q&a

Q&A – Neil O’Riordan

on February 24 | by

In the latest addition of quick-fire interviews with Irish football journalists, Neil O’Riordan talks about leaving his laptop on a plane, bed bugs in Paris and how pub gossip landed him his first scoop.

 

Q&A by Neil O’Riordan (Irish Sun)

 

How did you get started in your current job?
I worked freelance for for five years, throughout my final year in school and four years in university. I graduated in 2000 and had intended doing a Masters in journalism but was approached by another newspaper, which shall remain nameless about a full-time job. All appeared to be going well after chats with the sports editor and editor until they then asked me to an article on the implications of Euro 2000 for Ireland. The newspaper concerned was a broadsheet and they were worried that my experience was largely from a tabloid background. Given they had approached me about the post, I wasn’t too keen to write what amounted to an essay for them to correct.

I told the Irish Sun that I had spoken to another paper about a job. They asked me what I was offered. I didn’t strictly lie; I told them what the person in the job at the time was earning as I had checked. The Irish Sun matched it and I told the other paper that I no longer wanted to be considered for the position. It wasn’t the worst decision I ever made – the other paper is no longer in existence.

What were your first steps into journalism?
I worked as a lounge boy in a pub where Robert Reid, the then football writer for the Irish Sun, was a regular and through him I did work experience during transition year. Throughout fifth year I went to League of Ireland games and practised writing match reports on the final whistle and, by sixth year, I was covering games for the paper.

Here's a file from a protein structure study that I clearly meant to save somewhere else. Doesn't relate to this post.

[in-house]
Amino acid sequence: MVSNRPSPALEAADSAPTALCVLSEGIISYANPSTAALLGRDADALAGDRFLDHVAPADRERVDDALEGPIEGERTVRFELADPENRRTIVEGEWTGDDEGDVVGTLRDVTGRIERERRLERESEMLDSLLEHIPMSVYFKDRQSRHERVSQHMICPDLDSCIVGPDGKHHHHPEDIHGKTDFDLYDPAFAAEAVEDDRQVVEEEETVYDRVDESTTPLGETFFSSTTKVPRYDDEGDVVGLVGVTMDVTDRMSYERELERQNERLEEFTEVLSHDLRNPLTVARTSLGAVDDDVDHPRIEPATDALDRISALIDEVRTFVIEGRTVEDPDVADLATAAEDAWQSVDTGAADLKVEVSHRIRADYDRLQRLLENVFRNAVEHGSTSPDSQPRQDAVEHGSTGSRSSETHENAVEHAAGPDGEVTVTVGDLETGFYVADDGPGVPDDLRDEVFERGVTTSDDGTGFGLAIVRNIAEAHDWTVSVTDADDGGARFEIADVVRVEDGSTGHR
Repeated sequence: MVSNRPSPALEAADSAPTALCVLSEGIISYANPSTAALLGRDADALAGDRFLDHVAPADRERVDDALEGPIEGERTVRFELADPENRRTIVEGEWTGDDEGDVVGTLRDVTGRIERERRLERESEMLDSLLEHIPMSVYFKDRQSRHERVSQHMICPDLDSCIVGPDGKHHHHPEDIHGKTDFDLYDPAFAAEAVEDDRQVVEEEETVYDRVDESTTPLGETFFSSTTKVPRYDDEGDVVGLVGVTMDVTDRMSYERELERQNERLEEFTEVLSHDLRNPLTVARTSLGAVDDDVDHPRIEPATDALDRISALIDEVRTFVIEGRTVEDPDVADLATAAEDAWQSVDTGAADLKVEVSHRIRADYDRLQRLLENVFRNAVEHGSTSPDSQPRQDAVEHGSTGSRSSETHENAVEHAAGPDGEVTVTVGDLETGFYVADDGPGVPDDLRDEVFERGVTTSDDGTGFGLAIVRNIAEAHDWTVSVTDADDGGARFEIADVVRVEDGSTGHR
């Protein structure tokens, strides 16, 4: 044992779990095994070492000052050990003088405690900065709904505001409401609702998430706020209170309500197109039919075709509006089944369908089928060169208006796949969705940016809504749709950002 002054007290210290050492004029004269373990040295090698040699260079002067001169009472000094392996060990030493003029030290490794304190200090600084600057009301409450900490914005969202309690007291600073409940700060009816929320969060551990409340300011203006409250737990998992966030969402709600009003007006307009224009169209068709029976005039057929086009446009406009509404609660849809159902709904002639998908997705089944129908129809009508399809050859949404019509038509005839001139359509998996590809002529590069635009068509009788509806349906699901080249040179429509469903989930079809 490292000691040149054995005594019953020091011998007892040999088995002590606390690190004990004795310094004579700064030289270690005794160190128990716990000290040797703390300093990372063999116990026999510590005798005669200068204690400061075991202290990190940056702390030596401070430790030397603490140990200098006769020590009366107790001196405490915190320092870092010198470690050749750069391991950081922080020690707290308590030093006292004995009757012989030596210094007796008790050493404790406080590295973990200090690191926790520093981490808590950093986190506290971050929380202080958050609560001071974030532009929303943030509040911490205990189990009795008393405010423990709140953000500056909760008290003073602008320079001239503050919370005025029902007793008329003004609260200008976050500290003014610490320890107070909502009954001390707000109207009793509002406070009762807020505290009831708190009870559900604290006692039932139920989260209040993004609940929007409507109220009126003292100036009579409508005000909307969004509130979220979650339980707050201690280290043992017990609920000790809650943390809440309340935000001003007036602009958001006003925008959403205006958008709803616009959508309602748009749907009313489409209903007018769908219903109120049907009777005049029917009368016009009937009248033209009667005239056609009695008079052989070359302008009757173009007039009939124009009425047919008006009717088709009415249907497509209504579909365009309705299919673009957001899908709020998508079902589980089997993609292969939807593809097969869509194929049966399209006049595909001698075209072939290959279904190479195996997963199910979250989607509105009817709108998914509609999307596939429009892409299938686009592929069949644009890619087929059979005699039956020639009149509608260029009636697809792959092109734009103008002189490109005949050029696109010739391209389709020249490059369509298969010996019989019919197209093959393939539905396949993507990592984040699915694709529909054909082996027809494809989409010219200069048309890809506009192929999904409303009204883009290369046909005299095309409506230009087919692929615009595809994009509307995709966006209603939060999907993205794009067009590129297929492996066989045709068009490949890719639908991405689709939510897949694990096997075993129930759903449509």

My first published article was in the summer in between, a couple of weeks before my 17th birthday. I had picked it up in the pub from someone involved in one of the clubs that Bohemians were going to sign Brian Mooney from Shelbourne, which they subsequently did I hasten to add. Somehow it ended up on the back page.

Can you remember the first big event that you covered?
Probably the 1998 World Cup final play-off between the Republic of Ireland and Belgium. I had covered a couple of games outside Ireland that year; the friendly against Wales in Cardiff and Shelbourne’s European Cup Winners’ Cup tie against Kilmarnock, where, incidentally, Shels’ player Dave Smith mistook me for a waiter in their hotel and asked me to fetch him some more water at lunch.

But, because of what was at stake, the game in Brussels was the biggest by far. I still remember Shay Given’s tears and David Connolly’s petulant sending off as Ireland narrowly missed out in what was the second of four successive play-offs. I wasn’t too happy either as the chances are I would have gone to France for the finals the following year had Ireland qualified.

Did anyone show you the ropes or was it a case of being thrown in at the deep end?
I would have been shadowing Robert for a long time, so he would have been my main source of advice. And, much as reporters love to moan about sub-editors, in the early days in particular, they were an invaluable help. You might not always like what they were telling you, but it was a big help in the long run. There should be better relations and more communication between the two rather than moaning about each other. My first and, for a long time only, sports editor Geoff Thompson – who sadly passed away two years ago – was a source of great encouragement.

What is the most valuable thing that experience on the job has taught you?
Not to take yourself too seriously. Part of our job is to criticise people but yet journalists can be among the most sensitive people going. Of course, it is annoying if someone has a general and ill-informed swipe at the media but, if there is criticism made in a certain context, rather than going on the defensive automatically, you should take a step back and see if they might have a point. If you’re going to dish it out, you have to be ale to take it. Much like the sportspeople we cover, we make mistakes.